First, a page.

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Rheologica Acta

, Volume 58, Issue 5, pp 217–229 | Cite as

Heterogeneity, suspension, and yielding in sparse microfibrous cellulose gels 1. Bubble rheometer studies

  • Jie Song
  • Marco Caggioni
  • Todd M. Squires
  • James F. Gilchrist
  • Stuart W. Prescott
  • Patrick T. SpicerEmail author
Original Contribution

Abstract

Microstructural effects on suspension and yielding are studied in aqueous dispersions of bacterial cellulose fibers using a small suspended air bubble as a sensitive probe particle. An external pressure field is used to control the applied stress and characterize very early stages of fluid yielding, as well as more developed flow. The bubble allows sensitive measurement of small yield stress values but also indicates a discrepancy between bulk and microscale yield stress values. Image analysis and flow visualization provide a measurement of the deformation, yielding, and flow of low-concentration microfiber dispersions at length scales comparable to that of the fibers. Tracking of trapped tracer particles indicates local restructuring occurs in fiber networks, driving heterogeneous yielding and flow. The observed heterogeneity effects decreased as fiber concentration increased, reducing network restructuring. The size of the yielded region in the gels varied inversely with fiber concentration, but did not fully account for the bulk-microscale discrepancies, indicating the gels are restructuring, responsive fluids. We suggest a two-fluid description of sparse fiber gels is necessary to fully account for the heterogeneity and suspension performance.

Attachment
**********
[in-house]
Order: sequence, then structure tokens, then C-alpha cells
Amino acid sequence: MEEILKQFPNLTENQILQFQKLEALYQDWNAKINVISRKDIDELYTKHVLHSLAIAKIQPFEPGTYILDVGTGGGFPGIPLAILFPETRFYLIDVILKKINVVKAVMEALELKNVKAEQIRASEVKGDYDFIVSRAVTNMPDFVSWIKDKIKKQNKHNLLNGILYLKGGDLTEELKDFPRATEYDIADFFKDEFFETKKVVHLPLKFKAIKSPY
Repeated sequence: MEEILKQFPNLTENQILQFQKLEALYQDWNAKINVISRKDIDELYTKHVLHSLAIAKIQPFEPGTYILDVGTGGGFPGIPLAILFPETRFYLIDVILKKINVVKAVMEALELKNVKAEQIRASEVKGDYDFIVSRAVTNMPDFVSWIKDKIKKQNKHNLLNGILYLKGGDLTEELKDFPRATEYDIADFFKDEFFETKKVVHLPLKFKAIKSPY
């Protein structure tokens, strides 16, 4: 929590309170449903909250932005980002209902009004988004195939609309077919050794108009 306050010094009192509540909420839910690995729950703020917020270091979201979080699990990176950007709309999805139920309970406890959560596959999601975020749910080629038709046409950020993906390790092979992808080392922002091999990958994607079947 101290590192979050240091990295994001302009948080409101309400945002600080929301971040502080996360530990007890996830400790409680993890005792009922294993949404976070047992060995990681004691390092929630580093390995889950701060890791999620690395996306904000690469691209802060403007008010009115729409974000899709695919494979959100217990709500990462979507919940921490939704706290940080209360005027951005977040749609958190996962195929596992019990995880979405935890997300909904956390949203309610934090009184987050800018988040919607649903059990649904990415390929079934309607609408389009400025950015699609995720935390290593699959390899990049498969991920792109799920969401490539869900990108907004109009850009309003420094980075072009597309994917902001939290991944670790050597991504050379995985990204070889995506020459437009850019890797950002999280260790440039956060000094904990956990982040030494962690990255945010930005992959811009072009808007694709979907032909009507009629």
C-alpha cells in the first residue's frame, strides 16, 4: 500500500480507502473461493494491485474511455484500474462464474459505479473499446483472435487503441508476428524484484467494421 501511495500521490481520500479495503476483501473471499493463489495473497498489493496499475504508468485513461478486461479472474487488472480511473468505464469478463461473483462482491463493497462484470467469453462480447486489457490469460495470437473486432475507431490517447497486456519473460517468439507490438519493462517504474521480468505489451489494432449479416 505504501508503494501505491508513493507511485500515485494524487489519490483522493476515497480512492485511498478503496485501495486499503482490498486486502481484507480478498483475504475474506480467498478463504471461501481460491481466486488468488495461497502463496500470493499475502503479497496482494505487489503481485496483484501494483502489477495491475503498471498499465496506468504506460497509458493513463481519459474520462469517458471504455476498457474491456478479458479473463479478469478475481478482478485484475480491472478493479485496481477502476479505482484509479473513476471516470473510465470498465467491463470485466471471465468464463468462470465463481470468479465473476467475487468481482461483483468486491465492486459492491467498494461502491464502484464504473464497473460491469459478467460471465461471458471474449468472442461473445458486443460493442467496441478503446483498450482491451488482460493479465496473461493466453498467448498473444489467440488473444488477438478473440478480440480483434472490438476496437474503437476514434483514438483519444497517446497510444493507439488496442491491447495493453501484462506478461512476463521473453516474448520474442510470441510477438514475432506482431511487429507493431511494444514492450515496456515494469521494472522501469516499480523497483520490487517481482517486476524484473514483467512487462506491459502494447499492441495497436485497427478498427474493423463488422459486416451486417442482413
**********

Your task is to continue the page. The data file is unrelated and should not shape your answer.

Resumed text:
Keywords

Yield stress Microstructure Suspension Heterogeneity Gels 

Notes

Funding information

We gratefully acknowledge financial support from the Procter & Gamble Company and the UNSW Major Research Equipment Infrastructure Initiative (MREII 2014). This research was supported in part by the National Science Foundation under Grant No. NSF PHY17-48958.

Supplementary material

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Copyright information

© Springer-Verlag GmbH Germany, part of Springer Nature 2019

Authors and Affiliations

  • Jie Song
    • 1
  • Marco Caggioni
    • 2
  • Todd M. Squires
    • 3
  • James F. Gilchrist
    • 4
  • Stuart W. Prescott
    • 1
  • Patrick T. Spicer
    • 1
    Email author
  1. 1.Complex Fluids Group, Chemical EngineeringUNSW AustraliaSydneyAustralia
  2. 2.Microstructured Fluids, Procter & Gamble Co.West ChesterUSA
  3. 3.Chemical EngineeringUC Santa BarbaraSanta BarbaraUSA
  4. 4.Chemical and Biomolecular EngineeringLehigh UniversityBethlehemUSA

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